How well can you debate yourself? I don’t mean to the point of inaction tho often I find myself doing this but enough to know that when you make a difficult decision that the alternative has things going for it as well? The questions can present themselves in as simple a way as a person with a sign saying they are homeless and can you help them? Do you walk on by because you have just given change to three other homeless people and now have none? Do you buy them a meal? Are they truly homeless or looking to feed one habit or another? Will giving money foster dependence? In the long run, will a dollar or two change that person’s life? Well it could potentially but in probability? All these questions come up for me each time and I try to choose consciously if not correctly?
The above is an easy question to see the sides of. In reality we probably hit many potential questions just as open each day. Is an awakened life truly one where we know the questions if not the answers? Asking them definitely makes for a mindful existence.
Blessings, G

 

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New CreationNew Creation by G A Rosenberg

 

Red and Green WeaveRed and Green Weave by G A Rosenberg

Flinging Poo

“Even Benny Benedict’s “One Month to Go” column was based on that illusion. Benny had actually read Darwin once, in college a long time ago, and had heard of sciences like ethology and ecology, but the facts of evolution had never really registered on him. He never thought of himself as a primate. He never realized his friends and associates were primates. Above all, he never understood that the alpha males of Unistat were typical leaders of primate bands. As a result of this inability to see the obvious, Benny was constantly alarmed and terrified by the behavior of himself, his friends and associates and especially the alpha males of the pack. Since he didn’t know it was ordinary primate behavior, it seemed just awful to him.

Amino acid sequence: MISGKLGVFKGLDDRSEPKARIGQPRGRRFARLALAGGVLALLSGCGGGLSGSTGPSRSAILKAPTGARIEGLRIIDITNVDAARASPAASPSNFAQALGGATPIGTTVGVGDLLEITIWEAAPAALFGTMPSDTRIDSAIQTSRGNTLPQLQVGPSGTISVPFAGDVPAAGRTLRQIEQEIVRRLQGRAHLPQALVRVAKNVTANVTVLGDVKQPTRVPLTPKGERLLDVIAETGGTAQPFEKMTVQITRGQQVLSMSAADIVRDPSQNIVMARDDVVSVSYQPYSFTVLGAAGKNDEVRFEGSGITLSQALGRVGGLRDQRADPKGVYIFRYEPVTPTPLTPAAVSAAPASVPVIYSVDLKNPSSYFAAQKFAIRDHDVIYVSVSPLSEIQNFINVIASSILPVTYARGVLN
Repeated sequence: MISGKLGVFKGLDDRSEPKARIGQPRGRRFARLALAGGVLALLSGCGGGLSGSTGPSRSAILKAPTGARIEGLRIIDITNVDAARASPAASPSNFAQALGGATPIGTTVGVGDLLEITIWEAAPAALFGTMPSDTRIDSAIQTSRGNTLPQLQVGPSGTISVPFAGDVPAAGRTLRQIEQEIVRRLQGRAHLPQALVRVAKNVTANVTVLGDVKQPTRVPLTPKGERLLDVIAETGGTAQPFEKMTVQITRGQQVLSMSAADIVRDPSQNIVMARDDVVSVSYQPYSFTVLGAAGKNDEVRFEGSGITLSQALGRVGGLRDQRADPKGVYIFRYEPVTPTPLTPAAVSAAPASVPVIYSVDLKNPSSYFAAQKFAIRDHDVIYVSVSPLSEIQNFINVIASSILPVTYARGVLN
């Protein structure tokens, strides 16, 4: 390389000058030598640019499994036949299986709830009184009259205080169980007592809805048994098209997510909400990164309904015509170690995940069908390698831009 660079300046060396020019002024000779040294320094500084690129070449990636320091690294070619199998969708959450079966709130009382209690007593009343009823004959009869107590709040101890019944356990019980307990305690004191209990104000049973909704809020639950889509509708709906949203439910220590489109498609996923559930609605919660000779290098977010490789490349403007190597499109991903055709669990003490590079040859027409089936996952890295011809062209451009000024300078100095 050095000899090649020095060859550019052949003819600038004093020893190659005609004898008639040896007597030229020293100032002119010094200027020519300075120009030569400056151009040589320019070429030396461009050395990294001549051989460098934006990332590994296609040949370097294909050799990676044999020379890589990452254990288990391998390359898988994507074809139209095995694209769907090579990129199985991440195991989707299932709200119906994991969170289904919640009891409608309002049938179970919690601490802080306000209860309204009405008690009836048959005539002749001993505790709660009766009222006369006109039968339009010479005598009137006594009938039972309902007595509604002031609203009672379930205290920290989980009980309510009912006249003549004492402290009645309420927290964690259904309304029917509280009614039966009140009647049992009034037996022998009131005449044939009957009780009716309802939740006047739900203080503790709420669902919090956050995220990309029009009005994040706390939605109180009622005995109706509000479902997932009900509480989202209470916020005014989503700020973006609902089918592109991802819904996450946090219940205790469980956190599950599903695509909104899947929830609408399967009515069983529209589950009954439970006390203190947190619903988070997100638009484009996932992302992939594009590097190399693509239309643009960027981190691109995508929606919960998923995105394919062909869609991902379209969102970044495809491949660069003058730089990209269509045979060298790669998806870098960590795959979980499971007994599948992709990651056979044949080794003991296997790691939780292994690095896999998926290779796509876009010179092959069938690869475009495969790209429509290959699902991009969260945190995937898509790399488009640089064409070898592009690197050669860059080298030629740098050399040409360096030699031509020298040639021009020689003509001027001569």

Since a great deal of primate behavior was considered just awful, most of the domesticated primates spent most of their time trying to conceal what they were doing.

Some of the primates got caught by other primates. All of the primates lived in dread of getting caught.

Those who got caught were called no-good shits.

The term no-good shit was a deep expression of primate psychology. For instance, one wild primate (a chimpanzee) taught sign language by two domesticated primates (scientists) spontaneously put together the signs for “shit” and “scientist” to describe a scientist she didn’t like. She was calling him shit-scientist. She also put together the signs for “shit” and “chimpanzee” for another chimpanzee she didn’t like. She was calling him shit-chimpanzee.

“You no-good shit,” domesticate primates often said to each other.

— Robert Anton Wilson

 

Robert Anton Wilson goes on to say that the way that many of us avoid our fear of being identified as ‘no-good shits’ is by pointing out other ‘no good shits’. Looking around at social media (among other things) I’d have to agree with him. I have been guilty of this myself in the past, looking at others who are doing wrong in the world or in their lives, those who I considered to be much worse than me.